Now that Green Day is once again a household name and millions of young and old Suburban Jesuses are getting their first taste of what they consider to be punk rock, I've taken it upon myself to try to familiarize a few of these American Idiot enthusiasts with the musical protoplasm of the East Bay melodic punk sound which their beloved Green Day would ride to fame and multiplatinum success. Far from the million dollar mixing sessions and sugary studio glaze of Green Day's latest chartbuster is a merry band of scruffy outcasts with crummy instruments who released some of the most crucial, woefully overlooked, ruggedly honest punk music ever recorded, a band called Crimpshrine.
The roster of musicians who have tinkered around in Crimpshrine at one time or another reads like a punk rock A-list, including Tim "Lint" Armstrong of Rancid, Ben Weasel, Jesse Michaels, and fanzine editor Aaron Cometbus. Prior to writing this review, I scanned the internet to see what other people thought of Crimpshrine, and I wasn't surprised at what a few reviewers complained about: The recording sounds like a bunch of rickety pawn-shop instruments being played directly into a shitty Fisher-Price tape recorder, and vocalist Jeff Ott sings like a chain-smoking asthmatic with a frog stuck in his throat. What these people fail to realize is that the crusty sound and croaking vocals are part of this band's charm and appeal, the same kind of rough-sounding allure that keeps Black Flag's Damaged album spinning on turntables to this day. The thrumming, powerful bass-lines and simple, catchy melodies crafted for this album would spell out the blueprint for what would become one of today's most widely-employed and recognizable styles of melodic punk rock, influencing everyone from Jawbreaker to Screeching Weasel to the aforementioned Green Day.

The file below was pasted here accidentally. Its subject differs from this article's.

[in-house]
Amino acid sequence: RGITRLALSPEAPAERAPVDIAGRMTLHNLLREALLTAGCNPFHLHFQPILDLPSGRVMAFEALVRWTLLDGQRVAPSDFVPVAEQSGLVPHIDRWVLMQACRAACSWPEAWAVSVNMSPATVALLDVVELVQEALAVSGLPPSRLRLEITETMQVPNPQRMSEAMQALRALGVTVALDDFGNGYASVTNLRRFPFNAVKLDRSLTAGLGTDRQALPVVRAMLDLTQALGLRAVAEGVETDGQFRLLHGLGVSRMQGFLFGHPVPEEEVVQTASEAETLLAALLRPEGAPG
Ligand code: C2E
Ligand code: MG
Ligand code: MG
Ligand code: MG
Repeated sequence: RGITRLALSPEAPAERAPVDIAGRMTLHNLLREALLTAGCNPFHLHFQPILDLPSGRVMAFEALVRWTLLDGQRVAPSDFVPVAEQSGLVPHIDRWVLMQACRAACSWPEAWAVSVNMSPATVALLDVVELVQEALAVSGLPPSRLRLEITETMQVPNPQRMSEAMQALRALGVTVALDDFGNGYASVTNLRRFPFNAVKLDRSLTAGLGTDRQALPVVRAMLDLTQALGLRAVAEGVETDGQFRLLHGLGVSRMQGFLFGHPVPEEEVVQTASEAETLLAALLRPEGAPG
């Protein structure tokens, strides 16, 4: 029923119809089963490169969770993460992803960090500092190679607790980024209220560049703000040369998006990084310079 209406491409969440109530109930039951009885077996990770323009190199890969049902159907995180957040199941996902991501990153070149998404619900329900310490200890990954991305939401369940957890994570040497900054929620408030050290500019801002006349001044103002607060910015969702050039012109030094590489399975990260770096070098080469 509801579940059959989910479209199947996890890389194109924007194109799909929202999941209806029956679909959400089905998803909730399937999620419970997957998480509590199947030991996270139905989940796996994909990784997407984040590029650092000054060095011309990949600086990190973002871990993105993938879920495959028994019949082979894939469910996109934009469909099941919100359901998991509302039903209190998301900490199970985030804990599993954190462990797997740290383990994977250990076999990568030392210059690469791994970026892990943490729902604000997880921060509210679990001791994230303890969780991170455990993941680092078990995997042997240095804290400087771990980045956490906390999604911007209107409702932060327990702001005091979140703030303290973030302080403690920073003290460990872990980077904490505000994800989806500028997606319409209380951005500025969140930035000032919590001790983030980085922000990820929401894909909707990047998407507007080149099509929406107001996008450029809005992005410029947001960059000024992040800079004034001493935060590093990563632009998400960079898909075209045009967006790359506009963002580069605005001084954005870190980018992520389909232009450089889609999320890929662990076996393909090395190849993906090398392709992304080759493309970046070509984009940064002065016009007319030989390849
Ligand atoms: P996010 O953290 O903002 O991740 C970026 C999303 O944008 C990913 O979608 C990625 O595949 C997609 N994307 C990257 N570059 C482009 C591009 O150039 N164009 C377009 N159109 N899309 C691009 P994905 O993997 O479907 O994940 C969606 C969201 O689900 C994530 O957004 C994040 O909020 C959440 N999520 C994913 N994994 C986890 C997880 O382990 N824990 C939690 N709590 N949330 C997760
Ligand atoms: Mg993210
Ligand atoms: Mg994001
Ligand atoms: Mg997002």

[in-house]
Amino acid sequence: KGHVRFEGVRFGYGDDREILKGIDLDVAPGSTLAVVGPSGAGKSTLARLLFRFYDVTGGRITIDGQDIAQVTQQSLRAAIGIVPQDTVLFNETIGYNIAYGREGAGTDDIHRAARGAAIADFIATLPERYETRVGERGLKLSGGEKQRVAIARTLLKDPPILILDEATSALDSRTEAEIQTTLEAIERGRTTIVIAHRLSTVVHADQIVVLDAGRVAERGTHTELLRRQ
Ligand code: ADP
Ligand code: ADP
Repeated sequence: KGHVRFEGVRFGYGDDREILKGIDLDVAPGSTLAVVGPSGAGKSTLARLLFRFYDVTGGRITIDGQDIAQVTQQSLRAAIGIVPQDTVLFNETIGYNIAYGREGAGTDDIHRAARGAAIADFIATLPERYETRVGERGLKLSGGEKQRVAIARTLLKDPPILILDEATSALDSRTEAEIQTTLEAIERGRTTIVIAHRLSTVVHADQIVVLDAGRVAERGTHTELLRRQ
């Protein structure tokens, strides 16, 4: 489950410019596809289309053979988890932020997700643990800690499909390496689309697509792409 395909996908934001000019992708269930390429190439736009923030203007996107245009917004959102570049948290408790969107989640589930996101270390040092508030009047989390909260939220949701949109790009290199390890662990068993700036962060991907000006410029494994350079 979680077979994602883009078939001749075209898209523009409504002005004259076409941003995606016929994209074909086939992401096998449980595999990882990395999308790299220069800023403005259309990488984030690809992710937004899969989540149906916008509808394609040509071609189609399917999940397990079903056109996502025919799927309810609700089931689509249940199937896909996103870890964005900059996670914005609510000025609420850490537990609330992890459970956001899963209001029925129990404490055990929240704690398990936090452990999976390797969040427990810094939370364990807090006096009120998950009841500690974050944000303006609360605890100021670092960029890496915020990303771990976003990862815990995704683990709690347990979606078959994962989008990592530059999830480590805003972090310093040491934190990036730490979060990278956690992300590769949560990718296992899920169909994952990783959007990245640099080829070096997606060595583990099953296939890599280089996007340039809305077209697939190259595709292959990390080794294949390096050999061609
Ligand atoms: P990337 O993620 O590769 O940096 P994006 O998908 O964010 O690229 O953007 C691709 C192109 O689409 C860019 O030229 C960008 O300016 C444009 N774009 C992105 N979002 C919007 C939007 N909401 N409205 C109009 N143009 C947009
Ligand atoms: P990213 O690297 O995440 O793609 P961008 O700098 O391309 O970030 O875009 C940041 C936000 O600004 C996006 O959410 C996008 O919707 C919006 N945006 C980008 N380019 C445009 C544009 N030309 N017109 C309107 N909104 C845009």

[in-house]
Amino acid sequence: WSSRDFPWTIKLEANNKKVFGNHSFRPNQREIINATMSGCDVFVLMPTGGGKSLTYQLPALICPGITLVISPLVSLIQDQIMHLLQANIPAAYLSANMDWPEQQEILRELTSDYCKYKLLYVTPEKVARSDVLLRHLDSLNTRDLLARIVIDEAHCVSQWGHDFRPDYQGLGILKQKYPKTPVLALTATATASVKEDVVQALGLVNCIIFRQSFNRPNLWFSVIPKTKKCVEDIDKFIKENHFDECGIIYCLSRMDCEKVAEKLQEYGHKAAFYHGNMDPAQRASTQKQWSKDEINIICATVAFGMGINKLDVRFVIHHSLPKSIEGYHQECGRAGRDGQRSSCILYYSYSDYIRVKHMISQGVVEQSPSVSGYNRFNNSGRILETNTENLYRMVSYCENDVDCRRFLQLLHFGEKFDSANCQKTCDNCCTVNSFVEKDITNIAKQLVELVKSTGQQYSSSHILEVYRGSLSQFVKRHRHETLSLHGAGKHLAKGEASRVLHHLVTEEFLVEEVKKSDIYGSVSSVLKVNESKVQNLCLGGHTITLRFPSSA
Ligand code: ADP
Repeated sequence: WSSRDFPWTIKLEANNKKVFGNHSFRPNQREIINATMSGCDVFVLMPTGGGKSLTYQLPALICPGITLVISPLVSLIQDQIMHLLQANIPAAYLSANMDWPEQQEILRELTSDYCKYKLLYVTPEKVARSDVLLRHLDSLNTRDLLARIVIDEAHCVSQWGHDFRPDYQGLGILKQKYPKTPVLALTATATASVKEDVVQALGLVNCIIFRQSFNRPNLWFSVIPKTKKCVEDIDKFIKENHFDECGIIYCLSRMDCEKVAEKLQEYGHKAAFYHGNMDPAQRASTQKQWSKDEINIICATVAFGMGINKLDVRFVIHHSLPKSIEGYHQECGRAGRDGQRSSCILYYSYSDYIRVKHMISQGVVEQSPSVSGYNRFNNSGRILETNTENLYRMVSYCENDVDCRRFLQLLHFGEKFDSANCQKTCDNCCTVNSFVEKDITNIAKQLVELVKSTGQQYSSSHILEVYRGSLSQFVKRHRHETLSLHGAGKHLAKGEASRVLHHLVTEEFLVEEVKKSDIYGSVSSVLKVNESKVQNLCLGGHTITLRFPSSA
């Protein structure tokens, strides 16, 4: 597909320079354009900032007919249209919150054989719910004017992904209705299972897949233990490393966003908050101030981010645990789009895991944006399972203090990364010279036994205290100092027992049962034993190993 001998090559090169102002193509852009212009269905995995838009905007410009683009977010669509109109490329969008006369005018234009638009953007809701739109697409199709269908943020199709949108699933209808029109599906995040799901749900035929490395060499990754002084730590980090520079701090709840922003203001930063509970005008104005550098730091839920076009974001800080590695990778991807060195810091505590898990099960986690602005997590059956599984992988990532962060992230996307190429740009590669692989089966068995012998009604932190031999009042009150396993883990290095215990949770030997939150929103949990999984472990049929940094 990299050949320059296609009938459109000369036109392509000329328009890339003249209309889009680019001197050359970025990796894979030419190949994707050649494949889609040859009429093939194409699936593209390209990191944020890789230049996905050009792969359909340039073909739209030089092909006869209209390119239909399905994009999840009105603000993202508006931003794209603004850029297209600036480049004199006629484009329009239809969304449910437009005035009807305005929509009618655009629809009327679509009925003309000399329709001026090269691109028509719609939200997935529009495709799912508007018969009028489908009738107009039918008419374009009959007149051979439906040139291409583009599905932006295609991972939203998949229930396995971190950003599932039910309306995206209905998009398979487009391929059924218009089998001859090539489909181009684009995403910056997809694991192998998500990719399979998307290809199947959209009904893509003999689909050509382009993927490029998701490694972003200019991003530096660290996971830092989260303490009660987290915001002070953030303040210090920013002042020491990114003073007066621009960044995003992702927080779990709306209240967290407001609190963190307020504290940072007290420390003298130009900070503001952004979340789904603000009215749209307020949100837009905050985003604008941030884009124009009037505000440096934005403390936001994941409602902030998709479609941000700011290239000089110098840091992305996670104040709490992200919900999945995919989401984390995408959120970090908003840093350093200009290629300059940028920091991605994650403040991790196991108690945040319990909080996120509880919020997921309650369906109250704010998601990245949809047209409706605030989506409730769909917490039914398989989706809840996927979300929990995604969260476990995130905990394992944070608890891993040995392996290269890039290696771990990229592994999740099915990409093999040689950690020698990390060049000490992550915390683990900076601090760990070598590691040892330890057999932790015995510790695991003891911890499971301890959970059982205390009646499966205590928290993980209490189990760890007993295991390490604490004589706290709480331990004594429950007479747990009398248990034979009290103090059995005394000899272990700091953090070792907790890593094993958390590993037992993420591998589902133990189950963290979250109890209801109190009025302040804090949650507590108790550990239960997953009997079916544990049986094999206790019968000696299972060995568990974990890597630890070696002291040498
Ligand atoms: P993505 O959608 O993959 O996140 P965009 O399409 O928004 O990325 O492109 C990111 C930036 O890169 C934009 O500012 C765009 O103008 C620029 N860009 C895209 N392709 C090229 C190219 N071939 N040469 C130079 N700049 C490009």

While the musicianship may be unimpressive by virtuoso standards, the poignant incisiveness of the lyrics is nearly unmatched. Each song on Duct Tape Soup reads like a succinct, memorable chapter in a book about friendship, romance, and the desire to retain purity and individuality in a world of artificial substitutes, compromises and conformity; all of it is spiced with a warming optimism and a willingness to keep moving forward in spite of the tragedy. Even if I didn't like the music, I'd still shell out the thirteen bucks just so I could read the words in the booklet. I would love to paste the entire lyric sheet in the body of this review, but I think the following passage will suffice for now:
You're just a fucked up kid / And no one ever gives you a break / Just a fucked up kid / But how much more can you take / Of the day to day frustration / Filling out job applications / But no one will hire you / It's pretty hard to survive / When no one knows that you're alive / Think no one cares about you / But I do.After allowing Crimpshrine's work to grow on me until it became a body of music that my collection feels naked without, I felt the urge to fire off a spiteful e-mail to the people who wrote negative reviews about it, castigating them for their fruit fly attention spans and their ignorance of this band's tremendous importance and influence, but I chose not to. Instead, I wrote this review in hopes that a few people will seek out this band's albums and the various 7-inch records and comps that they contributed to, and that the music will affect them as strongly as it affected me. If you don't own this album, I'm not going to revoke your punk license, I'm just going to feel sorry that you're missing out on "the heart and soul of the East Bay," and one of the best kept secrets in punk rock.